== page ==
NEWS... BUT NOT AS YOU KNOW IT
Elbow Grease is one of the cleaners that took the country by storm after hearty endorsement from the much-loved cleanfluencer Mrs Hinch.
The degreaser is known for its powers of cutting through grease and grime like nobody’s business, as well as being a bargain at 89p in B&M.
Although it’s touted as all-purpose, there are plenty of uses for it that you might not have heard of before.
Although you always have to be careful with the solvent-free cleaner, as it’s not meant for painted or varnished surfaces and can strip colour, if you’ve got a stain, it can normally see to it.
As will any cleaners, always make sure to use it in a well-ventilated space, never mix it with other cleaners, and do a patch test if you’re not sure.
If you’ve been cooking up a storm over the last few weeks, you might be surprised to see just how much grime can come off your worktops.
Spray the Elbow Grease on, leave for around two minutes, wipe, and rinse (you can also use a separate disinfectant afterwards if you like).
Cupboards also come up a dream with the same method.
Scraping the over door and getting the racks clean is one of the more thankless household tasks, but it’s made much easier with Elbow Grease.
Spray it around your oven – including on the door – and leave to sit for up to 30 minutes (depending on how much burnt-on gunk is stuck on the inside).
Then, take the trays out and pop them in a tray or bag and spray all over. Some people even put them in the bath as there’s more room.
Once that’s all percolated, use a scraper or oven-safe scourer to get rid of the dirt and a clean, wet cloth to remove any residue.
Many people who live in rented houses know the problem of moving into somewhere and finding a stain below the waterline in the toilet that just won’t seem to go.
Black Harpic is a brilliant product for this, but if you only have Elbow Grease to hand, a few sprays that are left to soak can remove water stains. You might need a couple of goes to get rid of stubborn marks (as well as a decent scrubbing brush).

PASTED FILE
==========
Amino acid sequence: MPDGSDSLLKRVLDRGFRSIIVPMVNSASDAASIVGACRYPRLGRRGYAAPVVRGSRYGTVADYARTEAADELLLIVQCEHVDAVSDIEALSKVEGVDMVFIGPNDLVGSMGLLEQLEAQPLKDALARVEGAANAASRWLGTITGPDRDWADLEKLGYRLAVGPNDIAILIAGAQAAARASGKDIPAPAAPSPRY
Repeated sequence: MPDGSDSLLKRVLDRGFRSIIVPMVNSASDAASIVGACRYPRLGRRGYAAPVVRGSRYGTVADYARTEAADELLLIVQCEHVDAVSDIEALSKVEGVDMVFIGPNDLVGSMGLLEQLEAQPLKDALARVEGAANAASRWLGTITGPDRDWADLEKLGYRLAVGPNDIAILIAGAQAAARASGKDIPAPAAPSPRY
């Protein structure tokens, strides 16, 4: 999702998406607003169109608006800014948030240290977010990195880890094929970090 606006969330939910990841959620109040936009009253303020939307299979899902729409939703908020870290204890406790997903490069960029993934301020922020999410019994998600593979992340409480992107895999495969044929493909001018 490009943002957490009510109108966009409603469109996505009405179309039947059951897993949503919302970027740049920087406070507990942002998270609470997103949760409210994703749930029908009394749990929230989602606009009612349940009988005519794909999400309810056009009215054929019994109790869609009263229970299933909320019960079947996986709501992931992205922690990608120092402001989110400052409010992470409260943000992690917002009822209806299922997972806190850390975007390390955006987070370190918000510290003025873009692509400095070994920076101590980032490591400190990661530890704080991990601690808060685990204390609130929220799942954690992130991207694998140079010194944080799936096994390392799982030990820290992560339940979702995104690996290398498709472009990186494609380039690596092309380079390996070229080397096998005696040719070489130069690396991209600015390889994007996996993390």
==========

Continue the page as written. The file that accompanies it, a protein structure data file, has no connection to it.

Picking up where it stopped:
Any unsightly limescale or watermarks on baths can also be removed, leaving your bathroom looking brand new.
Most patio transformations require a steam cleaner, but you can get the job done with some elbow grease and a stiff broom.
Once you’ve done any weeding, spray the patio and leave for up to an hour. Using a stiff brush and some water, rinse and scrub until all oil and paint stains are gone and the stones look bright once again.
Grease stains not coming off your clothes? Deodorant marks ruined the armpits of your fave white tee? Baby bibs seen better days?
Give the fabric a spritz with Elbow Grease. You can either leave for a while then wash or put in the machine straight away, depending on the severity.
Particularly tough stains like turmeric, mustard, or curry are a thing of the past with this stuff.
Use this one high-traffic areas of your carpet or when you have a big spill that just won’t budge.
Elbow Grease, water, and a scrubbing brush is all you need. Some people have said it’s even removed eyelash glue and acrylic nail gel.
One woman used it to completely revamp her stair carpet. Just makes sure you do a spot-test beforehand (ideally in a place no one sees) and keep pets and children away from the area until it’s totally dry.
Suede is extremely absorbent which is why it takes on every fingerprint and particle of grease it comes across.
Spray an old toothbrush with Elbow Grease and gently scrub to remove stains on your suede shoes.
After a quick rinse and once being left to dry, they’ll be back to their former glory.
When was the last time you gave your UPVC windows and doors a clean? Don’t worry, we’re not judging.